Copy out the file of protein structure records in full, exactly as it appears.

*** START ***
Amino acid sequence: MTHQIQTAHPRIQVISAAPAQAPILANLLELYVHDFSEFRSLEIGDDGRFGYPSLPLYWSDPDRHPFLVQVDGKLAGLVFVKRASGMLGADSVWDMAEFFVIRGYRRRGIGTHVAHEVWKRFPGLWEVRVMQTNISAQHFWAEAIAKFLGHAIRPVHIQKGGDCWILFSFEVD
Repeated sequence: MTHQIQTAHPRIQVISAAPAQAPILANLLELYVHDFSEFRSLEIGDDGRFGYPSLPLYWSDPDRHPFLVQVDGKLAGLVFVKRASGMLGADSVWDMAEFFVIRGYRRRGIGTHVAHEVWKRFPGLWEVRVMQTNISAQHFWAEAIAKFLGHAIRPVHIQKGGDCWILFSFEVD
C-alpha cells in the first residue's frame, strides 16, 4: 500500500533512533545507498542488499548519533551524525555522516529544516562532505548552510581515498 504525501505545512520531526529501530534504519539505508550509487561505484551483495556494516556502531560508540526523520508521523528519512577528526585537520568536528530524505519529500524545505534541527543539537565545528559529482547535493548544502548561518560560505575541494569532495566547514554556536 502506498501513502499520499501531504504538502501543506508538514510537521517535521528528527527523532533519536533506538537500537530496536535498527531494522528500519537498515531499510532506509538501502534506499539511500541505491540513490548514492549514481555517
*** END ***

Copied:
Amino acid sequence: MTHQIQTAHPRIQVISAAPAQAPILANLLELYVHDFSEFRSLEIGDDGRFGYPSLPLYWSDPDRHPFLVQVDGKLAGLVFVKRASGMLGADSVWDMAEFFVIRGYRRRGIGTHVAHEVWKRFPGLWEVRVMQTNISAQHFWAEAIAKFLGHAIRPVHIQKGGDCWILFSFEVD
Repeated sequence: MTHQIQTAHPRIQVISAAPAQAPILANLLELYVHDFSEFRSLEIGDDGRFGYPSLPLYWSDPDRHPFLVQVDGKLAGLVFVKRASGMLGADSVWDMAEFFVIRGYRRRGIGTHVAHEVWKRFPGLWEVRVMQTNISAQHFWAEAIAKFLGHAIRPVHIQKGGDCWILFSFEVD
C-alpha cells in the first residue's frame, strides 16, 4: 500500500533512533545507498542488499548519533551524525555522516529544516562532505548552510581515498 504525501505545512520531526529501530534504519539505508550509487561505484551483495556494516556502531560508540526523520508521523528519512577528526585537520568536528530524505519529500524545505534541527543539537565545528559529482547535493548544502548561518560560505575541494569532495566547514554556536 502506498501513502499520499501531504504538502501543506508538514510537521517535521528528527527523532533519536533506538537500537530496536535498527531494522528500519537498515531499510532506509538501502534506499539511500541505491540513490548514492549514481555517